Finding the ghost with the machine: Breaking through the assessment center validity ceiling by exploring decisional processes using new sources of behavioral data within virtual assessments
Decades of assessment center (AC) research has resulted in an inevitable “validity ceiling” whereby increasing the validity of the AC method is becoming increasingly difficult. To overcome this challenge, new avenues for collecting and evaluating AC participant behaviors must be explored, with a particular focus on overcoming the inherent limitations of human observation—a hallmark of the AC method. This study examines detailed logs of AC participant behaviors captured automatically and unobtrusively during a computer-based simulation assessment. Using a decision making framework, basic characteristics of the new behavioral data are tested against existing theories of decisional efficacy. The construct-related validity of the new decision-related behavioral data is examined through the effect of decisional efficacy on overall assessor ratings of simulation performance. Results provide support for the validity of these new behaviors containing information related to decisional processes. Additionally, multiple types of cluster analysis are considered in order to identify general patterns within the decisional process data that impact overall simulation performance as rated by assessors. Depending on the method used, either a 7-group, 3-group, or 2-group solution seemed to fit the data, and both the 7-group and 3-group solution identified groups with mean differences in assessor ratings, suggesting that despite not finding distinct, stable groups, patterns in behavioral data are related to simulation performance. Furthermore, clusters identified in all analyses seem to be driven by both time-related characteristics of decisional process steps and patterns related to how time is distributed among multiple tasks within the simulation. Conclusions, immediate next steps, and general directions for future research are discussed.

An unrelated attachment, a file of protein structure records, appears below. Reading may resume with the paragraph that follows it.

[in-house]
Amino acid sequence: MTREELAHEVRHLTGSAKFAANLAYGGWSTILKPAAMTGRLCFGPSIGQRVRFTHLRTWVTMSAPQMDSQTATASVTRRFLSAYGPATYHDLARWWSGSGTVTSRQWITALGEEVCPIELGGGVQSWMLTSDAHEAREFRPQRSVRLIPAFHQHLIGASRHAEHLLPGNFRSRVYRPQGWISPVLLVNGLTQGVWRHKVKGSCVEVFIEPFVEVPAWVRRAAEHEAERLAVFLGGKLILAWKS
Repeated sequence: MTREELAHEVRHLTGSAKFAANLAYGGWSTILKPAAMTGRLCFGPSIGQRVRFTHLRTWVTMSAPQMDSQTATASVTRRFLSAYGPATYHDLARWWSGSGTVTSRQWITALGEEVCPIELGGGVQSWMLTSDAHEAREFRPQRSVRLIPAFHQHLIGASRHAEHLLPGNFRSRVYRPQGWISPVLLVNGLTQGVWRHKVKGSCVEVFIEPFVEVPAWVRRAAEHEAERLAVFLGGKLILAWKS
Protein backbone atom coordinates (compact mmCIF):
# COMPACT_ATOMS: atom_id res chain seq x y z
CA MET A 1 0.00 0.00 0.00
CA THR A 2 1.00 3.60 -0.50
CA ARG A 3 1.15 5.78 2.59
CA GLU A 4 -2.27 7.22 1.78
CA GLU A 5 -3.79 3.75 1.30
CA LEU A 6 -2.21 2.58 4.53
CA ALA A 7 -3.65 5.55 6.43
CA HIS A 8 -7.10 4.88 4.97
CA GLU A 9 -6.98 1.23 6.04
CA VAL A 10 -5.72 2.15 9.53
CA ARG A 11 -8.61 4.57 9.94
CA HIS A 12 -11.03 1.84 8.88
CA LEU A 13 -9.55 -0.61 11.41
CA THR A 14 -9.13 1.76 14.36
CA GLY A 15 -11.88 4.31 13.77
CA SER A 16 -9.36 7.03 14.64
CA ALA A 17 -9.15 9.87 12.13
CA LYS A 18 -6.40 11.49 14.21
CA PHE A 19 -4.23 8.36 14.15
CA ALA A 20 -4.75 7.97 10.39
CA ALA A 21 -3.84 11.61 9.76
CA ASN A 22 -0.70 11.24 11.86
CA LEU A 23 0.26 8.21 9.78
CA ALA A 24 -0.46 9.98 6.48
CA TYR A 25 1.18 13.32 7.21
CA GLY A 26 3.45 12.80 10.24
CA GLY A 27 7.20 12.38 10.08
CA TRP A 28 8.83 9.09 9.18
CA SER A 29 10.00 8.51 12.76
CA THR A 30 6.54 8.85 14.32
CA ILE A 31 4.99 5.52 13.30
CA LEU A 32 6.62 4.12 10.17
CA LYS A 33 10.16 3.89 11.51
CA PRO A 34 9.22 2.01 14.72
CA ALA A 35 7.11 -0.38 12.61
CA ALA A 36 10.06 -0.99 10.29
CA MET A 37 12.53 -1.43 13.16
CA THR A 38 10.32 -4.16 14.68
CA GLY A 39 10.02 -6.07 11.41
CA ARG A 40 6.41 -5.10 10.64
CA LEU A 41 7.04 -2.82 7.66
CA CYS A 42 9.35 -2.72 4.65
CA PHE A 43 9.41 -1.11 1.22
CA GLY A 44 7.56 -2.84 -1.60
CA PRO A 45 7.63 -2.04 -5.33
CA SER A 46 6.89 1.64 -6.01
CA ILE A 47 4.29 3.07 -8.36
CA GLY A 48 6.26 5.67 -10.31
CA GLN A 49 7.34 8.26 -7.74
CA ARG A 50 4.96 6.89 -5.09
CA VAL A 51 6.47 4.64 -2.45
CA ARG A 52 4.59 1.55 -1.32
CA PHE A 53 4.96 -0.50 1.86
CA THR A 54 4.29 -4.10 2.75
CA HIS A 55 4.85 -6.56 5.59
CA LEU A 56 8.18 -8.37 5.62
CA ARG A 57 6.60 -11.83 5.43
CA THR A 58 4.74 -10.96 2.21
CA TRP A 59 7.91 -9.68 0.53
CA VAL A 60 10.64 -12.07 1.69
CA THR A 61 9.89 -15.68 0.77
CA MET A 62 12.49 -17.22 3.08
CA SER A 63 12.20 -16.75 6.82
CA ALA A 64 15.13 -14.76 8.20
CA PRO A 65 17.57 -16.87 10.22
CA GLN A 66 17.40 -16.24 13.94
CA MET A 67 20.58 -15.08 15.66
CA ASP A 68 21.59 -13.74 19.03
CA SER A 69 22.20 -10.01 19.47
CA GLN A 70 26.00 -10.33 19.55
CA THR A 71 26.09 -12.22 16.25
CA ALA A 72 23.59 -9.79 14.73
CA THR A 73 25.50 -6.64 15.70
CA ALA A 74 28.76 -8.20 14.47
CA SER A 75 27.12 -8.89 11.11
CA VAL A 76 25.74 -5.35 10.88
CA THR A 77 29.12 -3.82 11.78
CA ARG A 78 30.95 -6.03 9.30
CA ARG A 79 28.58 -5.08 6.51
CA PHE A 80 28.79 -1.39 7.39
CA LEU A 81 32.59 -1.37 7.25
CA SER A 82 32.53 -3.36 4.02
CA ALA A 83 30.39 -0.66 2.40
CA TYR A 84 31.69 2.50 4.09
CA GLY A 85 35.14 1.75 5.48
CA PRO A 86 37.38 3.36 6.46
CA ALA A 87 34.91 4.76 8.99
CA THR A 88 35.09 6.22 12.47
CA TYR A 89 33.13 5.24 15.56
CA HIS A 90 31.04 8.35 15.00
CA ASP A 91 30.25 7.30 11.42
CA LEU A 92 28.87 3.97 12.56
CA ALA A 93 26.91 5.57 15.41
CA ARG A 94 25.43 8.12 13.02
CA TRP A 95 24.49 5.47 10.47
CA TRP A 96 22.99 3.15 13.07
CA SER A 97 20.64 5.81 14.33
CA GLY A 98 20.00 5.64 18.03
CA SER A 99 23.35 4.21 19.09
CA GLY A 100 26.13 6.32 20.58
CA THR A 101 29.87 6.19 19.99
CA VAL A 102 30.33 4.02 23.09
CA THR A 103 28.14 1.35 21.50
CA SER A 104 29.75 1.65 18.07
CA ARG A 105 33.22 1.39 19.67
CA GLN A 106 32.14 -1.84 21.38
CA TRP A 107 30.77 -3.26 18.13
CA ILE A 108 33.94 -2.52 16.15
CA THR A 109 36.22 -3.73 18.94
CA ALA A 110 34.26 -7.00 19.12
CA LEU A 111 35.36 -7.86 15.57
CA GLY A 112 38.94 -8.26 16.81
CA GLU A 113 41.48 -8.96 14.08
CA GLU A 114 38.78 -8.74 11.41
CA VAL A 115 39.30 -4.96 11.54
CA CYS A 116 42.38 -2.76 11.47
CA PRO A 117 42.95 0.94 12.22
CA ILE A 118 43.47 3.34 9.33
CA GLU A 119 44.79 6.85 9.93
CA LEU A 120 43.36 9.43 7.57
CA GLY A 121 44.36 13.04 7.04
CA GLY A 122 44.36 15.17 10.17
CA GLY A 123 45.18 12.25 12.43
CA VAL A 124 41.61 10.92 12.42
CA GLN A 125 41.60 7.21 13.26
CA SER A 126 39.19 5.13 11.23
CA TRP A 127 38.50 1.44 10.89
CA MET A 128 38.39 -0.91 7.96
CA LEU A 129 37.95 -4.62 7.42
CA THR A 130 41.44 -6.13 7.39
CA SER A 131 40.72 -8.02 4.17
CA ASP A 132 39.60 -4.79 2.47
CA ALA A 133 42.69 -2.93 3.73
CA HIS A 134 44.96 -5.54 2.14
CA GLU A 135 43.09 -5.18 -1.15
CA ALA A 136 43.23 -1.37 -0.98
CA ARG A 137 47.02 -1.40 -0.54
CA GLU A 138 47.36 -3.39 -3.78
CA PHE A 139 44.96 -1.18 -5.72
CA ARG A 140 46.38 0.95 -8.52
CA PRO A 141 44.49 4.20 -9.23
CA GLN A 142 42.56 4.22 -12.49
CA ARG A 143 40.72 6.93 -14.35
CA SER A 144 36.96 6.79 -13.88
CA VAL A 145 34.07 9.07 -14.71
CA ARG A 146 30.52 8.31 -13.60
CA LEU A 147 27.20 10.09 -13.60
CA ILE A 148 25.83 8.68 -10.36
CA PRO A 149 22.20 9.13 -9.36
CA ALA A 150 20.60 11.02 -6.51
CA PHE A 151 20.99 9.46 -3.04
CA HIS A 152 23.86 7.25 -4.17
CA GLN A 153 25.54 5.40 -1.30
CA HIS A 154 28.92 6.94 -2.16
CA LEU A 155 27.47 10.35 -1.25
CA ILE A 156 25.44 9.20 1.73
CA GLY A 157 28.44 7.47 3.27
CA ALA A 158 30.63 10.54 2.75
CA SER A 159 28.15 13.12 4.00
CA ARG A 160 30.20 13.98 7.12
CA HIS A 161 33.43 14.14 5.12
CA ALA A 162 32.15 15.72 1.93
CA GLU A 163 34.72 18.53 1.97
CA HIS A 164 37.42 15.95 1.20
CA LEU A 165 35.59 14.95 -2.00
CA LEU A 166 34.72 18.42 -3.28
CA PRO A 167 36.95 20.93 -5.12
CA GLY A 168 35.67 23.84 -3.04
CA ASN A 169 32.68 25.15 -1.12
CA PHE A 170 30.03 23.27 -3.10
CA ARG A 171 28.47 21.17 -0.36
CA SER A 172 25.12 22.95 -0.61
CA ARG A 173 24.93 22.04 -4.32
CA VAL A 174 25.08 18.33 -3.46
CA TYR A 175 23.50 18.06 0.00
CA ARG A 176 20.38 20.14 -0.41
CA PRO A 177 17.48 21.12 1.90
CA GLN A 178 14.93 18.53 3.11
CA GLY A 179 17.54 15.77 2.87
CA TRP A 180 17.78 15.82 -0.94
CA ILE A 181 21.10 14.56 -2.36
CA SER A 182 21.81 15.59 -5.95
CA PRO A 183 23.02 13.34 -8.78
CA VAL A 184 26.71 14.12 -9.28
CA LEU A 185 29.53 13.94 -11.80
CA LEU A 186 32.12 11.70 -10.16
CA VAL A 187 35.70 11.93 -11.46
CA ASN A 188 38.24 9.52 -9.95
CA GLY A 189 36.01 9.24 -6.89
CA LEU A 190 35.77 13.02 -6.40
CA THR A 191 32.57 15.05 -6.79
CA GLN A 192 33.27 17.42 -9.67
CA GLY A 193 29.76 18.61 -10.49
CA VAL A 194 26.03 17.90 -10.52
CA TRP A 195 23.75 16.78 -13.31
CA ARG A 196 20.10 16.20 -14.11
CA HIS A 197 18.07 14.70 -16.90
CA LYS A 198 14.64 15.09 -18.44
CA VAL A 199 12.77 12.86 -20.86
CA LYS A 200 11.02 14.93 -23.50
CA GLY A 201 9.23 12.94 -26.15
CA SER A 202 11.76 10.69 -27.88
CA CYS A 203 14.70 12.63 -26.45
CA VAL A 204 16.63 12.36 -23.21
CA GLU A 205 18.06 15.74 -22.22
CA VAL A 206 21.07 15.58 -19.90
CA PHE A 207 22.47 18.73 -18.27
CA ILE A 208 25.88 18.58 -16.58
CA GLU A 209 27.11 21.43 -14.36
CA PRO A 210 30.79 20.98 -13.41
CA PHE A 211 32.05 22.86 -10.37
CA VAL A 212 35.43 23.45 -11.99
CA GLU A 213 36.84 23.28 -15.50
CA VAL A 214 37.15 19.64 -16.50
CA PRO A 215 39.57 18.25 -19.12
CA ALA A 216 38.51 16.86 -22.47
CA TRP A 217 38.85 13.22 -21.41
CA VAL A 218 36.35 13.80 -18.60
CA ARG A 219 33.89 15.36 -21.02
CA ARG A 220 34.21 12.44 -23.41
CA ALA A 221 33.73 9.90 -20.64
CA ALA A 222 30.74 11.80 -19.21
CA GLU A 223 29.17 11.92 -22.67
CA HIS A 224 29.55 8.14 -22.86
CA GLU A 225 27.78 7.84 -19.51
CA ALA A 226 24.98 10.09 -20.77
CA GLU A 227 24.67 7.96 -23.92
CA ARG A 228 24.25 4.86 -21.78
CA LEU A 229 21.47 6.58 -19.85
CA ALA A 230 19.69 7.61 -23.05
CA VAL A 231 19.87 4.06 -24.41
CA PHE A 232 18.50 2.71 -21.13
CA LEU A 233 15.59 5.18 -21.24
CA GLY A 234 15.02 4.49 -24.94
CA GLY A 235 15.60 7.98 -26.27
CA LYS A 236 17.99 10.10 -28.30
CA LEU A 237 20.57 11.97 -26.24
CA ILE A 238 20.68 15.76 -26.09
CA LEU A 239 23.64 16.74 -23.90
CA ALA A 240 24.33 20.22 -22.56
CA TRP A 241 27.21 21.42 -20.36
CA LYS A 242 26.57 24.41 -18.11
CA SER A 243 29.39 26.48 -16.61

Rupp, Purdue University.
Quantitative psychology|Organizational behavior
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